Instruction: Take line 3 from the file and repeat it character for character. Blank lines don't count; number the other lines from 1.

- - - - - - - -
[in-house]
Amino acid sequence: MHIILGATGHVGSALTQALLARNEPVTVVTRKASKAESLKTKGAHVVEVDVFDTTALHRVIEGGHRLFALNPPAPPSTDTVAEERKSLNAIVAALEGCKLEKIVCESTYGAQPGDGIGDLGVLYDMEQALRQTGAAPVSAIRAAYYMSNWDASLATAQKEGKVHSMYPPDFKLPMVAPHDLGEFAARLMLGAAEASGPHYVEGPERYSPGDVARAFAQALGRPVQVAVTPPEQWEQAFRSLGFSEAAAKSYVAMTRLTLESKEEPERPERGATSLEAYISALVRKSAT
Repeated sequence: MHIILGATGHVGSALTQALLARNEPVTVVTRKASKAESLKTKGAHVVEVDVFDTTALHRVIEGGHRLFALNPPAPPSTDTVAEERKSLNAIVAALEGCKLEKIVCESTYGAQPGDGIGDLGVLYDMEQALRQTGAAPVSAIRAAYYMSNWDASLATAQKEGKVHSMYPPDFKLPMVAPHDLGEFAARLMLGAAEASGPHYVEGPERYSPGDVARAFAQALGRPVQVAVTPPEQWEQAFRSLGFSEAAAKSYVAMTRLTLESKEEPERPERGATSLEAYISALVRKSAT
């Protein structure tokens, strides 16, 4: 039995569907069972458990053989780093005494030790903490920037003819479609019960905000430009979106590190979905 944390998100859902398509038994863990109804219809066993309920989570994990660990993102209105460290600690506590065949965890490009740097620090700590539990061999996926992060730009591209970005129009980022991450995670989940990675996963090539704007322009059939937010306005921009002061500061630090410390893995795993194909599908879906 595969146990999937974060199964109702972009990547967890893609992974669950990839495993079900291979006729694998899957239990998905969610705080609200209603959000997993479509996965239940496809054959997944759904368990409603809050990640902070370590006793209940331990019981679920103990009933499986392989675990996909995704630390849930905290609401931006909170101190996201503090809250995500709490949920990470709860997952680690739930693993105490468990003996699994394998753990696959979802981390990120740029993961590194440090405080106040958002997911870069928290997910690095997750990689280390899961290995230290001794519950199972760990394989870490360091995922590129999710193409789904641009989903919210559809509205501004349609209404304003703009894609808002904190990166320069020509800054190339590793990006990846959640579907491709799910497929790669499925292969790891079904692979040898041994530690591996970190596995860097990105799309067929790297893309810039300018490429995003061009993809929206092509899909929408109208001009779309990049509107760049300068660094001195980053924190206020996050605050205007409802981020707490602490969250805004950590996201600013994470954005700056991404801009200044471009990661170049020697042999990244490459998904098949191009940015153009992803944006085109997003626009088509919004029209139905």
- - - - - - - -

Repeated sequence: MHIILGATGHVGSALTQALLARNEPVTVVTRKASKAESLKTKGAHVVEVDVFDTTALHRVIEGGHRLFALNPPAPPSTDTVAEERKSLNAIVAALEGCKLEKIVCESTYGAQPGDGIGDLGVLYDMEQALRQTGAAPVSAIRAAYYMSNWDASLATAQKEGKVHSMYPPDFKLPMVAPHDLGEFAARLMLGAAEASGPHYVEGPERYSPGDVARAFAQALGRPVQVAVTPPEQWEQAFRSLGFSEAAAKSYVAMTRLTLESKEEPERPERGATSLEAYISALVRKSAT